Inheriting the kingdom; Rev. 2:11 and I Corinthians 6:9-11
Grace is one of those concepts that is so poorly understood. There are often people who think that grace is something that we earn, that we deserve, something that is sort of doled out one increment at a time according to how often we participate in certain rituals and rites of the church. Some people think that grace is fine but if you commit certain sins or perform certain acts or think certain thoughts, or of you continue that over a certain amount of time then maybe you weren't really saved, and that would introduce works in the back door. So grace is constantly being perverted by the introduction of works. That is the trend of the sin nature. We constantly want to try to impress God with something that we have done and constantly want to make our salvation dependent in some way, shape or form upon something we do.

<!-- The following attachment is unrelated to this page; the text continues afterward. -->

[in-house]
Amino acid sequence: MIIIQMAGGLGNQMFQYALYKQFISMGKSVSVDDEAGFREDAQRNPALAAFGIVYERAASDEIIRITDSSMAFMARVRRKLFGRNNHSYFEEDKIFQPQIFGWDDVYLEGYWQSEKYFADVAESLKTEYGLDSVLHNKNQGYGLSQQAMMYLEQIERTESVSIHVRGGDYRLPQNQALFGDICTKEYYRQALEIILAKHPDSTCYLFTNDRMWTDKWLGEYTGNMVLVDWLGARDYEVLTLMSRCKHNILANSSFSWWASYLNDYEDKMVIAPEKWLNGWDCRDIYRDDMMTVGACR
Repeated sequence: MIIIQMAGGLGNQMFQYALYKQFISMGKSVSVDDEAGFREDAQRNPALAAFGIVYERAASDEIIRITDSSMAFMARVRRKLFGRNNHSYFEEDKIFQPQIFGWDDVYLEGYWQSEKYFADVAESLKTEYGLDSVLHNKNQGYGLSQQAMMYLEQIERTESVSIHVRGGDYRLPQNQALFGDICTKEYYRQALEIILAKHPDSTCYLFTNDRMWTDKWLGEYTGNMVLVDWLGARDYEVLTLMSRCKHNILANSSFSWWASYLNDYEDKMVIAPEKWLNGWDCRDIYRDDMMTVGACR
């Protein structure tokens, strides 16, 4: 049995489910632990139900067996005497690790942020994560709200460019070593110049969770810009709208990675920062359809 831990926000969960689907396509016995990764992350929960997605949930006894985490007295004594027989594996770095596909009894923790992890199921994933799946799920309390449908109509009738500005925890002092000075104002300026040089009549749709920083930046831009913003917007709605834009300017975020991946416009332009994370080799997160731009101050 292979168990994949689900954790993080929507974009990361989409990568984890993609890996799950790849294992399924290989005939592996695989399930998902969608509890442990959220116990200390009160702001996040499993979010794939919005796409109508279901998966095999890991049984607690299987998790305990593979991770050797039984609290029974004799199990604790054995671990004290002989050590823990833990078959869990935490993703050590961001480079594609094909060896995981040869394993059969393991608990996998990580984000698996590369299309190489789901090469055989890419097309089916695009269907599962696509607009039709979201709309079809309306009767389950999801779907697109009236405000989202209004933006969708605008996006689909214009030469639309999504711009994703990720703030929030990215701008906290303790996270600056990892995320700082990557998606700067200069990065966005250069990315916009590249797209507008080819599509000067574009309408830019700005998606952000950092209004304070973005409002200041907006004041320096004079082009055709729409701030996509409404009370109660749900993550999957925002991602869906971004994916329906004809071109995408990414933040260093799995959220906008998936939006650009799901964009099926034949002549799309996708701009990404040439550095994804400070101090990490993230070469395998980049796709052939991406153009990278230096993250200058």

At the judgment seat of Christ we have the destruction of those rewards that are not distributed to loser believers. This raises another question. Revelation 21:8 gives a list of sins, and obviously it is talking about inheritance. Even though it does not use the precise terminology, "shall not inherit the kingdom," there are other passages in the New Testament that do talk about not inheriting the kingdom. This raises a lot of questions in the minds of many people because if grace is grace and Jesus Christ paid for all the sins then it looks at first glance that these verses teach that if you continue to sin these sins then you won't be saved. You will either lose salvation, which is how one group of people take this, and that comes under the classification of Arminianism—basically the idea that you can lose your salvation, or at the other end of the spectrum is the extreme Calvinists who we identify as "perseverance Calvinists," who believe that if you don't persevere in good works then you weren't really saved to begin with. The terminology that has been used today to identify people who teach that is "Lordship salvation," that if you are truly saved then there is a change in your internal nature so that you just can't commit certain sins, or if you do you won't do it for a lengthy period of time; you may stumble but you won't fall. So they have to do a little two-step to get around grace, because what grace really teaches is that Jesus Christ paid the penalty for every sin so that sin is no longer the issue when it comes to your eternal relationship with God. It may affect other things. Continual sin in the post-salvation life of the believer represents a failure to grow. So there are consequences if the believer is living out of fellowship for the majority of the time.